Public fears have been fueled by a rapid rise in the number of fatalities from the respiratory infection, with 39 people dying this month ― well over a third of the 102 deaths registered since the virus emerged in April 2012.
A 9-month-old infant was among eight new deaths from Middle East Respiratory Syndrome announced by the health ministry yesterday. It said the total number of cases diagnosed since the virus was first recorded in the kingdom has reached 339, representing the bulk of infections registered worldwide.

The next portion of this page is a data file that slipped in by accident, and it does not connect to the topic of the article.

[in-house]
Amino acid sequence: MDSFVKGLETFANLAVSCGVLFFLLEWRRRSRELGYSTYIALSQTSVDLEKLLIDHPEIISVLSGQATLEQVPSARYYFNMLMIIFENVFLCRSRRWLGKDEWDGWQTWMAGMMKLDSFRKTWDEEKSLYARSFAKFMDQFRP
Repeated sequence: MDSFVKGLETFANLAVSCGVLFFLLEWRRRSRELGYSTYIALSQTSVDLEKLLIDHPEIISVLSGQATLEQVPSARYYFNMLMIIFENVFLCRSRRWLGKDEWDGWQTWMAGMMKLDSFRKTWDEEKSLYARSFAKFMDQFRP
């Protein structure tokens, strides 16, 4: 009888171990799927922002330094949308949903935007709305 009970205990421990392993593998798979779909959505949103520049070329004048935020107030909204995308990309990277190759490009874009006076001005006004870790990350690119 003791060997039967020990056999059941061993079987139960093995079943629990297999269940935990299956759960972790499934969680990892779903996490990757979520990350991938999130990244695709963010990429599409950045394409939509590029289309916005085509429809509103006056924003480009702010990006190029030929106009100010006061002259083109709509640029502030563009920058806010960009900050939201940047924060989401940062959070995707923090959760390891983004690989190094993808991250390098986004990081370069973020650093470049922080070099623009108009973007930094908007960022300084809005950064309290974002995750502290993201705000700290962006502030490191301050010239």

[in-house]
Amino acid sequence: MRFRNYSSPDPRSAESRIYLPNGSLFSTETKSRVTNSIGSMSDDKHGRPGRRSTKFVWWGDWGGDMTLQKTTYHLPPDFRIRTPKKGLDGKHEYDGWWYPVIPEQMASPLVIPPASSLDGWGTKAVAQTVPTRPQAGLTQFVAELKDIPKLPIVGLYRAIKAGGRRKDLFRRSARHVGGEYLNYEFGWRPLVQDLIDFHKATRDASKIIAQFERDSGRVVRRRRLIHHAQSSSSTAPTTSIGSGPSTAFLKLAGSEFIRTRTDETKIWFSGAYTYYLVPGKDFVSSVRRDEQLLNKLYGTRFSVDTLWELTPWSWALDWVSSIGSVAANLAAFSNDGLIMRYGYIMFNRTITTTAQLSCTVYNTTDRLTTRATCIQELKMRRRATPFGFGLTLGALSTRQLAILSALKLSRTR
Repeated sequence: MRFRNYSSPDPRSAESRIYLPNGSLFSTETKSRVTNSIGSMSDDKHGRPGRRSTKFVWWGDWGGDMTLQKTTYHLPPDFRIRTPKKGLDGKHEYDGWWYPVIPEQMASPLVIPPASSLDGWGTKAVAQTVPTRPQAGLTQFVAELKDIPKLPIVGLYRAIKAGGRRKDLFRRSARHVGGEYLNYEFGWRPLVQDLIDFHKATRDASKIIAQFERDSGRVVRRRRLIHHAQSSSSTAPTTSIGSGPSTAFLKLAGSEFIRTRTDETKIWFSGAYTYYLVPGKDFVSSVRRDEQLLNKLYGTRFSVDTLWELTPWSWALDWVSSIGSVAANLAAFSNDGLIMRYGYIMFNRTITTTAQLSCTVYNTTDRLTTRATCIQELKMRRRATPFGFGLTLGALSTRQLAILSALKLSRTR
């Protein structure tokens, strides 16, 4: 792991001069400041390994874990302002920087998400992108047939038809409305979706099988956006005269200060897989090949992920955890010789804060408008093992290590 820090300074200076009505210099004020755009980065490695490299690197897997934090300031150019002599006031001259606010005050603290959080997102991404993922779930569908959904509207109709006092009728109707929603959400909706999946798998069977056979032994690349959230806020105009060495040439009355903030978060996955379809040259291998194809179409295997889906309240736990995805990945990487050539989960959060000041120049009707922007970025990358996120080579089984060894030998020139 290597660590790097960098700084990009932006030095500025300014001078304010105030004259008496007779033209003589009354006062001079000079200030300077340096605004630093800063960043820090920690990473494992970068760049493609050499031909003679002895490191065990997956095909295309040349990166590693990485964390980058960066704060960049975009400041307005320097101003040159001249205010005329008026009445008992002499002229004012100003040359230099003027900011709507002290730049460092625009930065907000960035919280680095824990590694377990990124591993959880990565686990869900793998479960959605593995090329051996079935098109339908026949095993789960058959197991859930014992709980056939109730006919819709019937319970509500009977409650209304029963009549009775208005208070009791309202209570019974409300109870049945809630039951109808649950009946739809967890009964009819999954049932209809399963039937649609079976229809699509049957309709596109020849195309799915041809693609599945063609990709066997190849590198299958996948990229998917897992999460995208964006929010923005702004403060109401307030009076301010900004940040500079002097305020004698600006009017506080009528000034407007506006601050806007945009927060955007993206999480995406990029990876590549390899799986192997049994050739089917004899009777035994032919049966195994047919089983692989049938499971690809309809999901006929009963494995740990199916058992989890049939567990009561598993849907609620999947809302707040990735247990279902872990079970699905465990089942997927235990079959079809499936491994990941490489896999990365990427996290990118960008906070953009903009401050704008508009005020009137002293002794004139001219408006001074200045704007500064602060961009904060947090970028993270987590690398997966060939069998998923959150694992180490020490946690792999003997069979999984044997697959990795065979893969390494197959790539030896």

Among them were four medical staff at a single hospital in Tabuk in the northwest, two doctors ― one Egyptian and one Syrian ― and two Philippine nurses.
Panic over the spread of the virus among medical staff in the western city of Jeddah led to the temporary closure of a main hospital’s emergency room.
At least four doctors at Jeddah’s King Fahd Hospital resigned earlier this month after refusing to treat MERS patients for fear of infection.
Experts are still struggling to understand MERS, for which there is no known vaccine.
It is considered a deadlier but less-transmissible cousin of the SARS virus which erupted in Asia in 2003 and infected 8,273 people, nine per cent of whom died.
Riyadh dismissed the health minister earlier this month without saying why, and Labor Minister Adel Fakieh, appointed acting health minister, promised “transparency” over MERS.